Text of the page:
Nominations are being accepted for FOI Oklahoma’s annual awards that recognize individuals and organizations that promoted the First Amendment and the free flow of information to the public in 2014.
Those who opposed dissemination of public information are recognized with the organization’s Black Hole Award.
The awards will be presented during Sunshine Week activities on March 14 at the Norick Downtown Library in Oklahoma City.
The Ben Blackstock Award is presented to a non-governmental person or organization that has shown a commitment to freedom of information. The Sunshine Award goes to a public official or governmental body that has shown a commitment to open meetings and open records.
FOI Oklahoma also recognizes an Oklahoman who has promoted education about or protection of the individual rights guaranteed by the First Amendment with its Marian Opala First Amendment Award. The award is named for the late Oklahoma Supreme Court justice, a Polish immigrant who exemplified a belief in First Amendment rights.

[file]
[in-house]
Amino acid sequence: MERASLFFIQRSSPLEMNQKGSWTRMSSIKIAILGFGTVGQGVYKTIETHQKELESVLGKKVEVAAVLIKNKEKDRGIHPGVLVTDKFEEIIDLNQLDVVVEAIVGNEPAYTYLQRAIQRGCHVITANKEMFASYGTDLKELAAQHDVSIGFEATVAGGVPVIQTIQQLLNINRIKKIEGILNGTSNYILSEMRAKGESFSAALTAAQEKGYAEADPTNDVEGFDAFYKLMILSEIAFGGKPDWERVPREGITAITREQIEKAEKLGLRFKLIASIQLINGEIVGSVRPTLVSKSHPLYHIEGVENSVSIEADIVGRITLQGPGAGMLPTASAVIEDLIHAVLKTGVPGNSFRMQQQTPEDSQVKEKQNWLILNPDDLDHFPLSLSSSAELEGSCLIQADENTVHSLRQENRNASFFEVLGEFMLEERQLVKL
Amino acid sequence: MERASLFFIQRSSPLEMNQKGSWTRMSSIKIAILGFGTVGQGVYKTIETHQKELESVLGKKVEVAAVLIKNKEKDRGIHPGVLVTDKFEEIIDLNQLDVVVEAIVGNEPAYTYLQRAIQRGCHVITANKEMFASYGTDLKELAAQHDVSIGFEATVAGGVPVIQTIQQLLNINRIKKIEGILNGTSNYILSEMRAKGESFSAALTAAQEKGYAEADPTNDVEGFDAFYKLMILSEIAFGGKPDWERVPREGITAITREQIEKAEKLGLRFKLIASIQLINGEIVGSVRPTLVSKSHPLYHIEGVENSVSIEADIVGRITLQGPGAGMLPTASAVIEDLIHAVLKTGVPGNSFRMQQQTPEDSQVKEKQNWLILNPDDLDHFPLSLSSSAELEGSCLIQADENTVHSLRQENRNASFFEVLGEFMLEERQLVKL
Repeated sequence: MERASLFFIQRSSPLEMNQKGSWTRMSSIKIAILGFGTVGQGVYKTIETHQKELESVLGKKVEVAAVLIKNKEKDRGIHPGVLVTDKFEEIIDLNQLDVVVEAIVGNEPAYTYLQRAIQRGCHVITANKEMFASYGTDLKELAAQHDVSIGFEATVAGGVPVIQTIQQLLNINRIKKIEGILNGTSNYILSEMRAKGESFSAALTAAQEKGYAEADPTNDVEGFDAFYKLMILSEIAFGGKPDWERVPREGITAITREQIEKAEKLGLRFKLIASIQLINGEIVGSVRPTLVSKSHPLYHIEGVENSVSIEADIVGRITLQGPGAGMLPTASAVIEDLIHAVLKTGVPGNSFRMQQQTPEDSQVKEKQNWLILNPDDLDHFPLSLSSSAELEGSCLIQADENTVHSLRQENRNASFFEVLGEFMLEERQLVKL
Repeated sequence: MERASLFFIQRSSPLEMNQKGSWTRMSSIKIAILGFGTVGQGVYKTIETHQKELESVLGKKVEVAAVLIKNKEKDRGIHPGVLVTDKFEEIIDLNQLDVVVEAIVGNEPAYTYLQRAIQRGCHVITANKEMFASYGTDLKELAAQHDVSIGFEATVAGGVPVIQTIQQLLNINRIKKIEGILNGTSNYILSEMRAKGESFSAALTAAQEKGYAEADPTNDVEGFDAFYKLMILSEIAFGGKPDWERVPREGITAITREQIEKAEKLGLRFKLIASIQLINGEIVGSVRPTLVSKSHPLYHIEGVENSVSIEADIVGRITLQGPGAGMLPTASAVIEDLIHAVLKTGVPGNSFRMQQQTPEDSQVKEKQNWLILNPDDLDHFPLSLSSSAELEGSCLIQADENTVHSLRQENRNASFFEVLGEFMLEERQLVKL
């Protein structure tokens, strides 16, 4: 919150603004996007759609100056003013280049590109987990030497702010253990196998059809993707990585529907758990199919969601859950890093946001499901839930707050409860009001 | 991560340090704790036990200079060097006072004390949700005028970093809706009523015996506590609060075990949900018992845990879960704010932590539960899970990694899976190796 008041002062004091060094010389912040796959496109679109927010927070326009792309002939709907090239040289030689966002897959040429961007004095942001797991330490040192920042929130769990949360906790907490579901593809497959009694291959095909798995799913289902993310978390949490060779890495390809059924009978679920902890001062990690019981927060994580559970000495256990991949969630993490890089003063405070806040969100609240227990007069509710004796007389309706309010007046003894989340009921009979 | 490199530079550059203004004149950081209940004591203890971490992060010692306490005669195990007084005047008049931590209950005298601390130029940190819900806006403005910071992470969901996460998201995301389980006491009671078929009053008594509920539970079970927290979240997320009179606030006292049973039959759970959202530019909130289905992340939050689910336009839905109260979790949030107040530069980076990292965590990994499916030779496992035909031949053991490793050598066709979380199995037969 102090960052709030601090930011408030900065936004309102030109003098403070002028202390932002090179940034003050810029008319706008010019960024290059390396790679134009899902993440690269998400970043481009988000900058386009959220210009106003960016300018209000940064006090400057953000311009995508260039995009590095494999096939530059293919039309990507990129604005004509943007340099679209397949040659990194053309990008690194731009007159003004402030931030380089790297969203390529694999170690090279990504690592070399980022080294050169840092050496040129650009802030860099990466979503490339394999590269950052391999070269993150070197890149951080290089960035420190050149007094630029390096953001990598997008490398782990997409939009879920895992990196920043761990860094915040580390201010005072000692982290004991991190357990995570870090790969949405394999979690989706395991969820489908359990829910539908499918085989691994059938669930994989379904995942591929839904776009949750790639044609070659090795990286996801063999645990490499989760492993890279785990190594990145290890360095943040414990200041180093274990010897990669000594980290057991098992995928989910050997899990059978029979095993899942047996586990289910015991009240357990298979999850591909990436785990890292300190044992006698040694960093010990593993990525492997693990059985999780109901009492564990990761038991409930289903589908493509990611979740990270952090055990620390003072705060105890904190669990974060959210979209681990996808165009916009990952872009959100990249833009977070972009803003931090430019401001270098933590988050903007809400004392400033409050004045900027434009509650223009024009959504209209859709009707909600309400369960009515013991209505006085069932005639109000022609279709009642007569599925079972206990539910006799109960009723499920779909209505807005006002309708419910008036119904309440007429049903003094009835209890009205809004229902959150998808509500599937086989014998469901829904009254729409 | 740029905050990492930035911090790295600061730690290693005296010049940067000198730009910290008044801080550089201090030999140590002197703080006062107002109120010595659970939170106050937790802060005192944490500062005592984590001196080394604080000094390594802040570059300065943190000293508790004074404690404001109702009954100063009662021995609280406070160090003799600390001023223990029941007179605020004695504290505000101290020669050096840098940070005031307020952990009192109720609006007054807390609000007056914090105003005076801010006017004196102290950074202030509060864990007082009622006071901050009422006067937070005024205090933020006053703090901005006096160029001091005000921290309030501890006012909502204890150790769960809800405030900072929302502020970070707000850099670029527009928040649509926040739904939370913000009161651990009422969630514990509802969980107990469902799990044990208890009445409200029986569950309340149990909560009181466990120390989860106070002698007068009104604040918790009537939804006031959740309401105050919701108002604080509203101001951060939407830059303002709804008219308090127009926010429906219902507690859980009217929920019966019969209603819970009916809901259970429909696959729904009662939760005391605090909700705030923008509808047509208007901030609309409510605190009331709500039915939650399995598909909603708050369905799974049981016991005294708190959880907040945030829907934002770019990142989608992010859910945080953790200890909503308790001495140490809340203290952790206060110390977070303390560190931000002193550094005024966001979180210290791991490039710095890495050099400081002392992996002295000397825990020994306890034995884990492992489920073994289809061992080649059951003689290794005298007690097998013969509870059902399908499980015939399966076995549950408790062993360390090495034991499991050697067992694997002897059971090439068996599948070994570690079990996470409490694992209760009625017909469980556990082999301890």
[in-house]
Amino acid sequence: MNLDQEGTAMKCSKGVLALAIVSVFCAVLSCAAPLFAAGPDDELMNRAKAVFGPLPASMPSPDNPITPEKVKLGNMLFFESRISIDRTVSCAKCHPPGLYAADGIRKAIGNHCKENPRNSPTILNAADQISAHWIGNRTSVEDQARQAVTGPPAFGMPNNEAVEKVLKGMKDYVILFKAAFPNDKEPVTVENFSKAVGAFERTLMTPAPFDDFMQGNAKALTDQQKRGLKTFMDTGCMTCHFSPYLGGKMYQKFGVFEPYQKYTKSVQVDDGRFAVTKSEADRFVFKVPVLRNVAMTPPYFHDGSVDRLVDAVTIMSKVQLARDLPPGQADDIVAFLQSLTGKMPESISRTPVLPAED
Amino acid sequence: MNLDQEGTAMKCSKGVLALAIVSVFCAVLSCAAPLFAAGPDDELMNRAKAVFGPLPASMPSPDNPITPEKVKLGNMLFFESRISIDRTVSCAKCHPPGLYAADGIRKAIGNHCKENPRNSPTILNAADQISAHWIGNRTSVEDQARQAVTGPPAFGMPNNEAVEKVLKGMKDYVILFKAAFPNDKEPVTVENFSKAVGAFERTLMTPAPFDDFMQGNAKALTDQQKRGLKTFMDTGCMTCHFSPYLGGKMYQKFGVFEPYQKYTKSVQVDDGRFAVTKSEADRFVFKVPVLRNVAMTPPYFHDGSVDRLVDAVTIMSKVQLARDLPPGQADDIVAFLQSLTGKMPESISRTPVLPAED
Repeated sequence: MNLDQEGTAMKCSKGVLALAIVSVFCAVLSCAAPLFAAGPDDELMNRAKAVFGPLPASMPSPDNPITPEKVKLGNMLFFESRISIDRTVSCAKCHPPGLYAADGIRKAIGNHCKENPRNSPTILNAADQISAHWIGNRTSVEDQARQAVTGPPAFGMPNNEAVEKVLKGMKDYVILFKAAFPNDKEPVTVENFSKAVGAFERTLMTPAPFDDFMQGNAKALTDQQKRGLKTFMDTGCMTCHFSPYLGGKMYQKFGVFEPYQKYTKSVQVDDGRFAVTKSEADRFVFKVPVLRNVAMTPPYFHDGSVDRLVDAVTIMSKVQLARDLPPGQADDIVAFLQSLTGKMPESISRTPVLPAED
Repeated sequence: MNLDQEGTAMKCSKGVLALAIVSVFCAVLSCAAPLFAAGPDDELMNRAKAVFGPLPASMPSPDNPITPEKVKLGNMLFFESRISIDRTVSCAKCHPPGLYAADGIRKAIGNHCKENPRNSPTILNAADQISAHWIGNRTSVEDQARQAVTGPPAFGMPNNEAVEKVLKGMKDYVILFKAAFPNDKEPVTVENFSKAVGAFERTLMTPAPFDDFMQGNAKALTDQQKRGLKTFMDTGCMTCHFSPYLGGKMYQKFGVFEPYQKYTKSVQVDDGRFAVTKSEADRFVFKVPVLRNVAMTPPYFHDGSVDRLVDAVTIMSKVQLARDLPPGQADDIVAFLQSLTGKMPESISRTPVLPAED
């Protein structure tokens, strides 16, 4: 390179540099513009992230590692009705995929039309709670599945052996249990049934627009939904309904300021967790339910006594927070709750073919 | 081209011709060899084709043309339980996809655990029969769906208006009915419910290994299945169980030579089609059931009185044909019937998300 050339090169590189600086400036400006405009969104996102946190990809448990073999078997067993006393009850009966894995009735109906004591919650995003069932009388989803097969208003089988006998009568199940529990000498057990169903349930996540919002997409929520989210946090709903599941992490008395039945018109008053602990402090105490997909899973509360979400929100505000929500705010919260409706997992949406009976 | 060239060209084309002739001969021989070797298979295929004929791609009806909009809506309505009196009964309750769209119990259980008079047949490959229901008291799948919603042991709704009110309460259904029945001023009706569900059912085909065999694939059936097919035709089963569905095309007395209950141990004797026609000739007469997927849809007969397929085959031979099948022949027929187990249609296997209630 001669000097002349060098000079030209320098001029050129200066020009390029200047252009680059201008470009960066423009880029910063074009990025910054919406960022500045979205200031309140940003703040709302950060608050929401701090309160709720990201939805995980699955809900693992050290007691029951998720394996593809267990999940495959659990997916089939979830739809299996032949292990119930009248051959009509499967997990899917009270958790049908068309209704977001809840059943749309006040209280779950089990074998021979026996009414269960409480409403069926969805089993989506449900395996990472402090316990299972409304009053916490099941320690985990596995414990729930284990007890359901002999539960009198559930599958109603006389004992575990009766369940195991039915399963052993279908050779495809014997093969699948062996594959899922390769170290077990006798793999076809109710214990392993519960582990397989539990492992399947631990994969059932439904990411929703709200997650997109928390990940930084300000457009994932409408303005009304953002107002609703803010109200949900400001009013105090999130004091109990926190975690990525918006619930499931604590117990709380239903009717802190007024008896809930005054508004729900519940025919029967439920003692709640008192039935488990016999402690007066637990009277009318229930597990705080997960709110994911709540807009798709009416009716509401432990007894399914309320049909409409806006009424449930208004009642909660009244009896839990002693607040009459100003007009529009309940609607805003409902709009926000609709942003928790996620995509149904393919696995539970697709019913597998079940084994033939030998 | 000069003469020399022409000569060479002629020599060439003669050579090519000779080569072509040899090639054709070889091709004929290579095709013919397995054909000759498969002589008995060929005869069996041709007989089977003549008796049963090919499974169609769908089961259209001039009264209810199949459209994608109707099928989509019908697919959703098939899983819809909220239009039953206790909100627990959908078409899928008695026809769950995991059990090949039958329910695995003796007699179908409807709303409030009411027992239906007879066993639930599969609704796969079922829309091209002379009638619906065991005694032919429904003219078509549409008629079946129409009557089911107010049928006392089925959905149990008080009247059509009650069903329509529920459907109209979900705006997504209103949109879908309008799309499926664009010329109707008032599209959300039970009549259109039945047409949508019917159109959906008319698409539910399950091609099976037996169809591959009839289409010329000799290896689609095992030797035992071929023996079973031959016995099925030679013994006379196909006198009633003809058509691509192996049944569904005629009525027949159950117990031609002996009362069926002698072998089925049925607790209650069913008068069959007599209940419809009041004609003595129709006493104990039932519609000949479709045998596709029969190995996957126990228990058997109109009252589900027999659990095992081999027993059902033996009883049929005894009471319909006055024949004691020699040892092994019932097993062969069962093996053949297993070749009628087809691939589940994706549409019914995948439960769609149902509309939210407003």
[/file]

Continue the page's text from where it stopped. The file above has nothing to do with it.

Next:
The deadline for nominations is Feb. 21.
Nominations must include a letter of no more than 250 words justifying why the person or organization is deserving of the award.
Nominations may be made via email to firstname.lastname@example.org or mailed to FOI Awards, PO Box 5315, Edmond, OK 73083-5315.
Last year, the Sunshine Award was presented to state Sen. David Holt, R-Oklahoma City, and the Ben Blackstock Award went to Joel Rabin and Sharon Hurst of Bartlesville.
Rita Geiger of Oklahoma City won the Opala First Amendment Award.
Gov. Mary Fallin was named recipient of the Black Hole recognition for the second straight year.
This is the eighth year for the awards.
FOI Oklahoma is a statewide not-for-profit founded 25 years ago to educate the public on the First Amendment and openness in government.